St. Jacobi Church is one of the five Lutheran churches found in Hamburg city centre. It is located in the Neustadt quarter, close to Mönckebergstraße, one of the city’s main shopping streets. The first recorded mention of the church was in 1255, when it was listed as a small chapel outside of Hamburg’s city walls. It soon became a central part of the growing medieval city, and was replaced by a three naved hall church, similar to the nearby St. Petri church. The fourth nave was added in the 15th century. .

St. Jacobi was destroyed by the extensive bombing of Hamburg during World War II. The church was rebuilt in 1963, in an unusual style featuring medieval design and a modern spire. Many of the church’s original features, including its 60-register baroque organ, survived the bombings and were installed in the new church. The organ, the largest in Northern Europe, can be heard at the church’s main service, held each Sunday morning.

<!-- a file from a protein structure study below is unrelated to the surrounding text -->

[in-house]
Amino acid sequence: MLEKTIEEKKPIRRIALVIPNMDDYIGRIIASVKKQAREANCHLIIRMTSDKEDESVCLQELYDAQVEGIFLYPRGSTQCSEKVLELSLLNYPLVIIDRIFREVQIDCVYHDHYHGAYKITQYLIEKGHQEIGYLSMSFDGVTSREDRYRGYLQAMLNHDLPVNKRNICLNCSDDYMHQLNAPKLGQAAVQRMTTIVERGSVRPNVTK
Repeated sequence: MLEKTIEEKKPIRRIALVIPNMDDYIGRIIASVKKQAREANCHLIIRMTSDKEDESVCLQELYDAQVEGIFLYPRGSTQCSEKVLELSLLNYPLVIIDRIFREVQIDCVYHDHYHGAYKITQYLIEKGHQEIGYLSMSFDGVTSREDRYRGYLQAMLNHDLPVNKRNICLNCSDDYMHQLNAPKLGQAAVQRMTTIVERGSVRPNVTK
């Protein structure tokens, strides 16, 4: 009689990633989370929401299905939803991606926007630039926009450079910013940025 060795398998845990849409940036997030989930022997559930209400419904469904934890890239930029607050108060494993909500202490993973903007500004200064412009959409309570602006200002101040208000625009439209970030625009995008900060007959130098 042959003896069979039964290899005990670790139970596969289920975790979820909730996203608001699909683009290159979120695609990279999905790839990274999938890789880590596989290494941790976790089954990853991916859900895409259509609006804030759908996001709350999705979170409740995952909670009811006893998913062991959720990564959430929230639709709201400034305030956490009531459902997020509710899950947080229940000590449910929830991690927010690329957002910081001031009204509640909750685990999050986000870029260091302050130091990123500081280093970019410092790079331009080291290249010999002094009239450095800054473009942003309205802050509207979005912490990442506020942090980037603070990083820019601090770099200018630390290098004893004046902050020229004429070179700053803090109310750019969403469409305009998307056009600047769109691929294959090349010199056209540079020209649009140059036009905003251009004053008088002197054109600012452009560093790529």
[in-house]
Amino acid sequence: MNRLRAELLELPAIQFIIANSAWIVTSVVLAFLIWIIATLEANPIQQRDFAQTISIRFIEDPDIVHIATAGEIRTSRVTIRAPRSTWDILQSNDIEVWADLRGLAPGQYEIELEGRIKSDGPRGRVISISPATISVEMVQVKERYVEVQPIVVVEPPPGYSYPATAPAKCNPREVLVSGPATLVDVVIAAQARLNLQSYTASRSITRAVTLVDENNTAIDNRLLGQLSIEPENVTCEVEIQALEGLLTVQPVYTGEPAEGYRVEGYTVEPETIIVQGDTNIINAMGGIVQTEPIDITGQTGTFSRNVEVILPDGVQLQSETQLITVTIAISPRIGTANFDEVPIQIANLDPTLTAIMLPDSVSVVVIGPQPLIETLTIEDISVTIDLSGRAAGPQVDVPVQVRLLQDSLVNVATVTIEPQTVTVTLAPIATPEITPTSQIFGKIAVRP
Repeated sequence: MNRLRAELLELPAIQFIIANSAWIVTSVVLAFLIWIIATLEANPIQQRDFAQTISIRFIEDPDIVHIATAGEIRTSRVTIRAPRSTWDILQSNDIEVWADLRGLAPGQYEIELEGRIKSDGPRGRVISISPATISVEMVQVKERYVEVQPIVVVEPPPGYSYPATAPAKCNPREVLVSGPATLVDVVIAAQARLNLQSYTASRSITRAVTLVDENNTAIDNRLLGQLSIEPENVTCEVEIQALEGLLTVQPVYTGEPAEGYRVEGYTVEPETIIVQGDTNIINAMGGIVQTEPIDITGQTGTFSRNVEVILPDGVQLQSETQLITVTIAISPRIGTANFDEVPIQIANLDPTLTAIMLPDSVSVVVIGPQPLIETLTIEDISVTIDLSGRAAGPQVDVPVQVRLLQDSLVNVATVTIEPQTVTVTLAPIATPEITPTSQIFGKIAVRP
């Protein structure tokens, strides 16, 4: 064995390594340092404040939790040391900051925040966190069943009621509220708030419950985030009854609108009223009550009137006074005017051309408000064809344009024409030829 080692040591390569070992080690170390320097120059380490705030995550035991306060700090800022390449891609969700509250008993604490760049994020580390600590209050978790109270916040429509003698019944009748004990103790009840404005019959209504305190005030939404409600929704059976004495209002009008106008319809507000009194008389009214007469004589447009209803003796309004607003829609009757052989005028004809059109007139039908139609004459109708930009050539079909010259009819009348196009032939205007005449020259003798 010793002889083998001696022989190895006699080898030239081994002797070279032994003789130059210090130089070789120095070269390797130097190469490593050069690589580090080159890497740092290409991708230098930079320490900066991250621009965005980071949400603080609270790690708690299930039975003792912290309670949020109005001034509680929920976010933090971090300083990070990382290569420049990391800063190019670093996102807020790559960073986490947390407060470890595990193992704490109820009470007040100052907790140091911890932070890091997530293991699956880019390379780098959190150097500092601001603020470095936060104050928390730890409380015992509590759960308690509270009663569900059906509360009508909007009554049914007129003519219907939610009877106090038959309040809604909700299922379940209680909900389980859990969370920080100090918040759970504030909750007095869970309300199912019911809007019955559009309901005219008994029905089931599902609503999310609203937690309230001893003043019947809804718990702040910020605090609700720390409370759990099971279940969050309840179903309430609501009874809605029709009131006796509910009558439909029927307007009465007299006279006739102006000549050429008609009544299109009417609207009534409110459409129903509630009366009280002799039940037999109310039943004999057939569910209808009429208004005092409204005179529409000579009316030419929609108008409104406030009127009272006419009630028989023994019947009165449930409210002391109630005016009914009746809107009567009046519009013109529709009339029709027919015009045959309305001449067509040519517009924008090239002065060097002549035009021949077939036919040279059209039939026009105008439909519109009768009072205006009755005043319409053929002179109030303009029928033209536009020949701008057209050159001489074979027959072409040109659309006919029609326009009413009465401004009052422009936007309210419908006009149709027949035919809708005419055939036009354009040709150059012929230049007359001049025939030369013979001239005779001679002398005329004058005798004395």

Other medieval relics held within the modern church building include three altars dating from the 14th century, and the historic Ministers’ Room, featuring murals and landscape paintings by Johann Riesenberger. The stained glass windows, created by Charles Crodel, are a modern addition to this aesthetically pleasing place of worship.

3) Hulbe-Haus

Hulbe Haus is a former art trading house located on Mönckebergstraße, one of Hamburg’s main shopping streets. Protruding into the street ahead of the adjacent, more contemporary buildings, it features a layered steeple topped with a golden cog. This is a symbol found across Hamburg and other Northern Germany port cities, like Hannover and Lübeck. Hulbe Haus is located in the centre of Hamburg’s modern city centre, close to St. Petri church and the Showroom Bischofsburg. It currently houses a department store on its lower floors, in keeping with its fashionable surroundings.